Judge Swain, in a thorough decision that retells the horrors of the German empire’s brutal reign and genocide of thousands of Ovaherero and Nama people in South West Africa, now modern-day Namibia between 1885 to 1909, addressed the question of when a plaintiff can obtain jurisdiction over a foreign sovereign in the United States.
Plaintiffs, descendants of the Ovaherero and Nama that were excluded from recent discussions on reparations between Germany and Namibia, brought a putative class action against Germany under the Alien Tort Claims Act, 28 U.S.C. §1350 et seq., and several common law grounds. Plaintiffs claimed that they fall under an exception to the Foreign Sovereign Immunities Act, 28 U.S.C. §§ 1330, 1602-1611 (“FSIA”), which limits the liability of foreign powers in the U.S., because several items, including bones and proceeds from Germany’s reign in Namibia found their way onto American soil, including properties owned by Germany. The exceptions asserted were the commercial activity exception, 28 U.S.C. §1605(a)(2), and the takings exception, 28 U.S.C. §1605(a)(3).
On the commercial activity exception, the Court found that the items and investments lacked the required “direct effect” in the United States to connect it to the actions taken by Germany in South West Africa.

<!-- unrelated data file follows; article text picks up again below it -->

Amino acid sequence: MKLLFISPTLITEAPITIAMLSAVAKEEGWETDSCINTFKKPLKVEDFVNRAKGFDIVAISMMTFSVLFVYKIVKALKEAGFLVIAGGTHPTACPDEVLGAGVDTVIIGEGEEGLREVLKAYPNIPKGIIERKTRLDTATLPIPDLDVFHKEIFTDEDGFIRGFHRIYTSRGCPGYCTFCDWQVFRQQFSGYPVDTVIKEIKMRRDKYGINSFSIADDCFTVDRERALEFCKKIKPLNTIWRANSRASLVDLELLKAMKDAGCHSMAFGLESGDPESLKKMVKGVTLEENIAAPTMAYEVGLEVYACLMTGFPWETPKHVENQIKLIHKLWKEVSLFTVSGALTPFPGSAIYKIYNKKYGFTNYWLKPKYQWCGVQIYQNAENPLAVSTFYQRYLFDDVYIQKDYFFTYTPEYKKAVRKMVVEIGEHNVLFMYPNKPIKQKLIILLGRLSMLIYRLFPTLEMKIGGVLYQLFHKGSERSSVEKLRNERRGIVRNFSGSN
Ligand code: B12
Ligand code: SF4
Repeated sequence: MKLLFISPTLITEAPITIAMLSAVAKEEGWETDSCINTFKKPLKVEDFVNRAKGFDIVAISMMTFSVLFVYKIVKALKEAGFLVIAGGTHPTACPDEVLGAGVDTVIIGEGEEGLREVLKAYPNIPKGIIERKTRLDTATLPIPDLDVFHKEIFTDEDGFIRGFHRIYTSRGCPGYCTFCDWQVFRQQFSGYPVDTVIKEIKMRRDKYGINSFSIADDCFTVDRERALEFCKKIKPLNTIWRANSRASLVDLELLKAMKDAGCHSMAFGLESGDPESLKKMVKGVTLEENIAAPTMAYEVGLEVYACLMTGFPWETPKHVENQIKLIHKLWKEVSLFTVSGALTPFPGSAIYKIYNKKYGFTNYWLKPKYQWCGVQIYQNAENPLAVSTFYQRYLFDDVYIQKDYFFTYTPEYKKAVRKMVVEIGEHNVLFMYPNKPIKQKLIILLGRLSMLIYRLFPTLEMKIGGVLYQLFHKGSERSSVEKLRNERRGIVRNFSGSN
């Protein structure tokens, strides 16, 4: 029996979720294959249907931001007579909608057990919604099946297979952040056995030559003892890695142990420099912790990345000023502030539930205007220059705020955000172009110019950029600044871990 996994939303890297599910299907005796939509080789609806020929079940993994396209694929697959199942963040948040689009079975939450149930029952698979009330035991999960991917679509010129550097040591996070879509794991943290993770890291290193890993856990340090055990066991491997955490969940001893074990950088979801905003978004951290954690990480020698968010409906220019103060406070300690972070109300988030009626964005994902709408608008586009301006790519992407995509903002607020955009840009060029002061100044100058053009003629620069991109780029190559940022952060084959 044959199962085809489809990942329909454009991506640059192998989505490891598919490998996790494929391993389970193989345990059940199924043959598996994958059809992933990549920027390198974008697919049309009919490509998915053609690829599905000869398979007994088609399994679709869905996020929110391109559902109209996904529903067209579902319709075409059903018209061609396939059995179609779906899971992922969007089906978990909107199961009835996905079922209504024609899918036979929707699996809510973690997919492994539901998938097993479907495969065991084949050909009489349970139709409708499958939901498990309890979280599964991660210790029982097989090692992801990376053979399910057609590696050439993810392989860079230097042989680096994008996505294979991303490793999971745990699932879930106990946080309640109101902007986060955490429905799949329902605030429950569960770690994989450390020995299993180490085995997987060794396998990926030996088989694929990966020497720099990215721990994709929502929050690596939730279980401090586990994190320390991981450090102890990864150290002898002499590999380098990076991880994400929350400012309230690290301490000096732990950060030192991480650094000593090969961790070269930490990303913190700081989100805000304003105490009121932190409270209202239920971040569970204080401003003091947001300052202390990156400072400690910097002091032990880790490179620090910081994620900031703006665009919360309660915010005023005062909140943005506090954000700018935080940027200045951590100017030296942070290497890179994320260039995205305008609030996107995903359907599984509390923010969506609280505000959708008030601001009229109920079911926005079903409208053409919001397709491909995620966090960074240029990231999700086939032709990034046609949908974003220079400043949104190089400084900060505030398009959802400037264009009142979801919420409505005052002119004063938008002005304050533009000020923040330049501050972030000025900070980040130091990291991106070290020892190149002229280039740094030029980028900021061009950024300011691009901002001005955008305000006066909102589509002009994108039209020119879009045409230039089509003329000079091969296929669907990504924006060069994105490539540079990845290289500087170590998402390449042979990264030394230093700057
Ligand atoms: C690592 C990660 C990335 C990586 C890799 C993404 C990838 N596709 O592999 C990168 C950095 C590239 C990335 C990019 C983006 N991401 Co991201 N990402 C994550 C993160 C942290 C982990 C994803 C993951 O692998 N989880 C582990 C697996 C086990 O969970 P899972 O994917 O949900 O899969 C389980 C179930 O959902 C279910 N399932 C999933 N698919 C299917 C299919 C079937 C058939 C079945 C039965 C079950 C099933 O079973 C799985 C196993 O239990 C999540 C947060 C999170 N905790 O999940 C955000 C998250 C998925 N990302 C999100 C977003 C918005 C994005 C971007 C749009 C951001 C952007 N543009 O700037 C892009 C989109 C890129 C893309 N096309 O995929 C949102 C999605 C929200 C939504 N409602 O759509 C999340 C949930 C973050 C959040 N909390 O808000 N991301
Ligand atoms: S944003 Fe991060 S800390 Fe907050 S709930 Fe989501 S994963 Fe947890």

On the takings exception, the Court agreed that though there may be expropriated property, or property exchanged for the expropriated property, present in the United States, the plaintiffs failed to allege that the expropriated property is present “in connection with a commercial activity” carried on by Germany because the targeted properties were used principally as Germany’s mission to the United Nations, its consulate general, or for use by entities engaged in the propagation of German culture such as the Goethe Institute. The Court rejected the idea that incidentals, such as expenses in housing and paying the staff for these investments constituted commercial activity.
The main takeaway of the case is first, to take advantage of these FSIA exceptions, a plaintiff must be careful to document both the flow of proceeds and its conversion into commercial activities. Second, as Judge Swain recognized on page 6 of her opinion, “strong moral claims are not easily converted into successful legal causes of action.” Garb v. Republic of Poland, 440 F.3d 579, 581 (2d Cir. 2006) (internal quotations omitted).
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